On Wednesday night, Governor Jerry Brown, in a hyperbolic rant, informed students and faculty at the Ecole Normale Superieure University in Paris that climate change could be compared to nuclear war.
According to The Sacramento Bee, Brown hyperventilated:
We have to be able to imagine the horrors that might unfold, and then be able to take steps to prevent it, delay it, minimize it. Through this Paris conference, my hope is that these conversations about a horror, which is the radical disruption of the climate, that can pass over into a confrontation, a focusing, a facing of this other great threat, the nuclear danger.
Citing his fears of a nuclear confrontation between the United States and Russia, or a separate exchange between India and Pakistan, Brown warned, “Terrorism killing people is a horror. But terrorists getting nuclear material is even a greater horror. And there are literally hundreds of sites with nuclear materials of one kind or another sitting around, with various degrees of containment or security.”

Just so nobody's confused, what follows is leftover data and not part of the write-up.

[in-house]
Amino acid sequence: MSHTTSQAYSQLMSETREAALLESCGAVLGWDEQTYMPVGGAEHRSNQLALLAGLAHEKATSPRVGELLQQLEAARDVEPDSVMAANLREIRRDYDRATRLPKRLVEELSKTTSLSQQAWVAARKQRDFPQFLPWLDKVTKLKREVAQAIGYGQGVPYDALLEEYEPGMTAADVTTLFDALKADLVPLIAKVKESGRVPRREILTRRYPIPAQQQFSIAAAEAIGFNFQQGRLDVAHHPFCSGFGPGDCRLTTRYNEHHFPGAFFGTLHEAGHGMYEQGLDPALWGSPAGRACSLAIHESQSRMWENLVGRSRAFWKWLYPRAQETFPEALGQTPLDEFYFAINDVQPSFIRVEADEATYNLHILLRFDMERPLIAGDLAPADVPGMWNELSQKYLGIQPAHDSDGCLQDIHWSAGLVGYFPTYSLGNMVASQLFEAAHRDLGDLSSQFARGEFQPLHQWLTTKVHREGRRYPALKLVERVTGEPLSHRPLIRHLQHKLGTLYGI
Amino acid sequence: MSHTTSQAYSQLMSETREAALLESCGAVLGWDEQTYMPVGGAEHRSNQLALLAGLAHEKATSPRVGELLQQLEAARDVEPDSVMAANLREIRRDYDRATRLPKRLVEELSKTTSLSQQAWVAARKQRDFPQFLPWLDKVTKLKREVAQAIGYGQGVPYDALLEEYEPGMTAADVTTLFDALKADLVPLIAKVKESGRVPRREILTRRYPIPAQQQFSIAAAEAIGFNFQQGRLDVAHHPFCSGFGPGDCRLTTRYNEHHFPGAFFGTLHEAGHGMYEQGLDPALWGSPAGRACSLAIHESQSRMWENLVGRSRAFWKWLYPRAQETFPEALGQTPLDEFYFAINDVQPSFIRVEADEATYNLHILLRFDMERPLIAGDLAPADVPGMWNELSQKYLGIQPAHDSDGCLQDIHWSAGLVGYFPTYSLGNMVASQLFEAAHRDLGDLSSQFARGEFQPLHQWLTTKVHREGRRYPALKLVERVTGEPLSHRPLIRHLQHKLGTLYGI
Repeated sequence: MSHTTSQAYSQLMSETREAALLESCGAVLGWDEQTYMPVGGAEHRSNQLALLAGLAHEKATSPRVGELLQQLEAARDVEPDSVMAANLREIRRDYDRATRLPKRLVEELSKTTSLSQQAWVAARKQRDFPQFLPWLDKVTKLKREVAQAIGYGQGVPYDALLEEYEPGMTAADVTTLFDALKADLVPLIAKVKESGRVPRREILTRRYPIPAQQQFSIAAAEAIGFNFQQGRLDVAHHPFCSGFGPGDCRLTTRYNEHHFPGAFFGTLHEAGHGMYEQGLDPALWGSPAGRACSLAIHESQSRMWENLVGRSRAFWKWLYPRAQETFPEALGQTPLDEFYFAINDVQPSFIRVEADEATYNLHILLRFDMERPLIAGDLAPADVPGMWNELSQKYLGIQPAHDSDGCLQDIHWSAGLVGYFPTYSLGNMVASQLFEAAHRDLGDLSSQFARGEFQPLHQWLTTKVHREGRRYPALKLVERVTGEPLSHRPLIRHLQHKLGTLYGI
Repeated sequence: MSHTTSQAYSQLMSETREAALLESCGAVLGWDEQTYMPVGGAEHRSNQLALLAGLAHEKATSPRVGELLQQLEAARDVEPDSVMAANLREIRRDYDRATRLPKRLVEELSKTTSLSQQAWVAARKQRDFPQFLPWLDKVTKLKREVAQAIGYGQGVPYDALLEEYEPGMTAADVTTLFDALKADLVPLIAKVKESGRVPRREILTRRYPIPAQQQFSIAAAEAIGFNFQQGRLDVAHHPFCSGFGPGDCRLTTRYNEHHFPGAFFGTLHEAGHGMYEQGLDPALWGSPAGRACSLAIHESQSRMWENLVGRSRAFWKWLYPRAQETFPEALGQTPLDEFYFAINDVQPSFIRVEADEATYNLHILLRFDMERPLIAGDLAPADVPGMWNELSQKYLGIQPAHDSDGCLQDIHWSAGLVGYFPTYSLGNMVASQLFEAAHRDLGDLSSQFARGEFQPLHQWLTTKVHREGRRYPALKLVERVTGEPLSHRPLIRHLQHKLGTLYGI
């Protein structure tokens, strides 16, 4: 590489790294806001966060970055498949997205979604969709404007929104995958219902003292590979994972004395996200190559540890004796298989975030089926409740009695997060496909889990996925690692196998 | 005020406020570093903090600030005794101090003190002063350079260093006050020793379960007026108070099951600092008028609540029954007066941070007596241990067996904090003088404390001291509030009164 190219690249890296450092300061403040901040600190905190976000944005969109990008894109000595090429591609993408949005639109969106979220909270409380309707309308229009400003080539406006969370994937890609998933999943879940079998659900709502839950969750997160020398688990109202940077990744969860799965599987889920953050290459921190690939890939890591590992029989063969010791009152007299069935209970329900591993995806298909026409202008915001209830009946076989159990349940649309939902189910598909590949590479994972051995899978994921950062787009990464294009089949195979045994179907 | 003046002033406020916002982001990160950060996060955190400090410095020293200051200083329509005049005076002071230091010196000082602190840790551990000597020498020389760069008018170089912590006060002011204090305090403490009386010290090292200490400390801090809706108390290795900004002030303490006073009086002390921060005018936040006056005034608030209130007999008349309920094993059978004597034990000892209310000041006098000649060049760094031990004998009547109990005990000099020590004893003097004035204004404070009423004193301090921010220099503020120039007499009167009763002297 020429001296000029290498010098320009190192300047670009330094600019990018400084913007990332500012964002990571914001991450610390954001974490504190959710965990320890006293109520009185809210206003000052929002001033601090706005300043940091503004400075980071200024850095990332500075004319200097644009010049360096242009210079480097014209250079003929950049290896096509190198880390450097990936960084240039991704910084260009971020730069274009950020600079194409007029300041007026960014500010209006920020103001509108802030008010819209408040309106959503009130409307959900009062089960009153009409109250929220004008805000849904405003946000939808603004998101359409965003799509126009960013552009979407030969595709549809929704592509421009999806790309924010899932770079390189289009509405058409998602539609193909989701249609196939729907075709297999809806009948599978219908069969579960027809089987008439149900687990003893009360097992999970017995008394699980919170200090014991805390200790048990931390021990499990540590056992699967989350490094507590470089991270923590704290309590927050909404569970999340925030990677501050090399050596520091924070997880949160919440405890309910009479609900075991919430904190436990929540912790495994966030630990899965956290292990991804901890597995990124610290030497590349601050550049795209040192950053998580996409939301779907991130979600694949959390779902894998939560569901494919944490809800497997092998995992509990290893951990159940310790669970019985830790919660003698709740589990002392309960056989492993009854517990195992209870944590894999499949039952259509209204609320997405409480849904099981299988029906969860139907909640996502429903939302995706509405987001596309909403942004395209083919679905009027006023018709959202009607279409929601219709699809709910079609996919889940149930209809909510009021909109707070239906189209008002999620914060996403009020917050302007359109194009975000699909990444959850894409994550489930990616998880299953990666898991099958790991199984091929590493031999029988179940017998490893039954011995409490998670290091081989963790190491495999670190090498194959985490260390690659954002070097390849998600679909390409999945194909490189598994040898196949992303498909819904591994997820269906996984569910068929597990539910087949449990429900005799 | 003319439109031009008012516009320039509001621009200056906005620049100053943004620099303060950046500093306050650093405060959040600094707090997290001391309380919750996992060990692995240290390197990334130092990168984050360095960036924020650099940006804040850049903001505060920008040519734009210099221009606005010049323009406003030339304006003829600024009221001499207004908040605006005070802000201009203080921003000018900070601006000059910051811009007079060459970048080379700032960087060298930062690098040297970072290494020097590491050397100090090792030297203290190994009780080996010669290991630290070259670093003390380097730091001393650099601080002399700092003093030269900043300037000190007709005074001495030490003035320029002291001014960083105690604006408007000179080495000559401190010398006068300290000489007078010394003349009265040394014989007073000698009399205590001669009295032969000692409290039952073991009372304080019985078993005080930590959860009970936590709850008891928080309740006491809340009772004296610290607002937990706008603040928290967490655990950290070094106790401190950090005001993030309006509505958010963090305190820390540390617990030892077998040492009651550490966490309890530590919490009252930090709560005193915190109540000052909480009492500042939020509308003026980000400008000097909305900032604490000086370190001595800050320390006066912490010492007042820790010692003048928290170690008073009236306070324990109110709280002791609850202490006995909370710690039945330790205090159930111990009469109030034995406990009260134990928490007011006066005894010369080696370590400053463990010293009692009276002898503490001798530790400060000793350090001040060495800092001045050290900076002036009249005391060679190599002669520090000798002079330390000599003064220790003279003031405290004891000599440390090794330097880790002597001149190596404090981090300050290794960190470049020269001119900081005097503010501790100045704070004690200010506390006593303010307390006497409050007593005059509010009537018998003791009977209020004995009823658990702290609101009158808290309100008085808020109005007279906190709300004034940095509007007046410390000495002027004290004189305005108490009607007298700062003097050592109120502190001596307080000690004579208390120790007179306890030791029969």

Brown said that the efforts among various countries globally to cut greenhouse gas emissions could be turned to fighting terrorism and the threat of nuclear war.
Brown has likened climate change to nuclear war before; at the Bulletin of the Atomic Scientists 70th anniversary Doomsday Clock Symposium in November in Chicago, he intoned, “I do want to talk about climate change, and I think there’s a connection there with the nuclear arms race: They both have catastrophic consequences; they both are such that they don’t capture the popular imagination right now.”
Last July at the Vatican, Brown issued an apocalyptic harangue about climate change, fulminating:
We don’t even know how far we’ve gone, or if we’ve gone over the edge. There are tipping points, feedback loops. This is not some linear set of problems that we can predict. We have to take measures against an uncertain future which may well be something no one ever wants. We are talking about extinction. We are talking about climate regimes that have not been seen for tens of millions of years.